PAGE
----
At least two people tried to warn the Secret Service about Doug Hughes' plan to land his gyrocopter on the lawn of the US Capitol and deliver 535 letters to members of Congress. A friend of the 61-year-old mailman left a message with a Secret Service agent because "my biggest fear was he was going to get killed," he tells the Tampa Bay Times. Though Hughes surrendered without issue, authorities were ready to shoot him if the copter came any closer to the Capitol, the AP reports. Minutes before Hughes landed, a Times reporter informed the Secret Service and Capitol Police about the scheme, which the paper learned about last year. Officials said they hadn't been notified of the plan, though a Secret Service agent interviewed Hughes about it twice in October 2013, when Hughes posted about it on his website. The agency says a "complete and thorough investigation was conducted."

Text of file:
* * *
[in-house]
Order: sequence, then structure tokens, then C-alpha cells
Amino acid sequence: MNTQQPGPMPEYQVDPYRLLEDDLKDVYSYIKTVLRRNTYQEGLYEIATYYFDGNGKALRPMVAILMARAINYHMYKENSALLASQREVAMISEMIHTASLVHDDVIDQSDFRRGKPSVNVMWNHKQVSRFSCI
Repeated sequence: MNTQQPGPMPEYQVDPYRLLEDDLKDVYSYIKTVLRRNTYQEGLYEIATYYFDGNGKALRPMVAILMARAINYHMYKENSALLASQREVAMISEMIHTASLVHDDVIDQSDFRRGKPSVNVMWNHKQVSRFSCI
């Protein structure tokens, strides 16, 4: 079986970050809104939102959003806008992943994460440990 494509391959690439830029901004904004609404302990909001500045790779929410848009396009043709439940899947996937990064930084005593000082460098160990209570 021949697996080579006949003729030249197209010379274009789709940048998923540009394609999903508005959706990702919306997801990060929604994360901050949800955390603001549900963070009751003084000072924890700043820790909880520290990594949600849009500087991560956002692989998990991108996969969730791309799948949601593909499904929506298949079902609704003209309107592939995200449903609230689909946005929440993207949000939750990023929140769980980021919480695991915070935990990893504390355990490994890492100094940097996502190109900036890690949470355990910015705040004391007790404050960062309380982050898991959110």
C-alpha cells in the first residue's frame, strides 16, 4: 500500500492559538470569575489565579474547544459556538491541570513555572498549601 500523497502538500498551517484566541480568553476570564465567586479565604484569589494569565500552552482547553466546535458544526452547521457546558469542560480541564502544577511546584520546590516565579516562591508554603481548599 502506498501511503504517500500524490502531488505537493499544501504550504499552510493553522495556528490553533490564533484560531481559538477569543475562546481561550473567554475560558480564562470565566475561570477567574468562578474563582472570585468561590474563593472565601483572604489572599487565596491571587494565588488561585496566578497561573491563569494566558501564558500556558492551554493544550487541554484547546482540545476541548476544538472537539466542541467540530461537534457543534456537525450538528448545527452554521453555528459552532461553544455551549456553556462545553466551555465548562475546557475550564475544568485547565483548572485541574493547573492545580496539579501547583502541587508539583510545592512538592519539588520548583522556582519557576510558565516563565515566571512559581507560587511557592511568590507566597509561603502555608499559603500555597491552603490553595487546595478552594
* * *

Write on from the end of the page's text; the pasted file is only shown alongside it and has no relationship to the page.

The FAA is now investigating. Hughes, meanwhile, believed the risks were worth the reward: the media turning a spotlight on campaign finance reform, which he called for in each of the 535 letters he carried in his copter. "I don't believe that the authorities are going to shoot down a 61-year-old mailman in a flying bicycle," he told the Times, but added, "I'd rather die in the flight than live to be 80 years old and see this country fall." His son's suicide three years ago reportedly spurred Hughes' plan. "He paid far too high a price for an unimportant issue," he said. "But if you're willing to take a risk, the ultimate risk, to draw attention to something that does have significance, it's worth doing." (Read more U.S. Capitol stories.)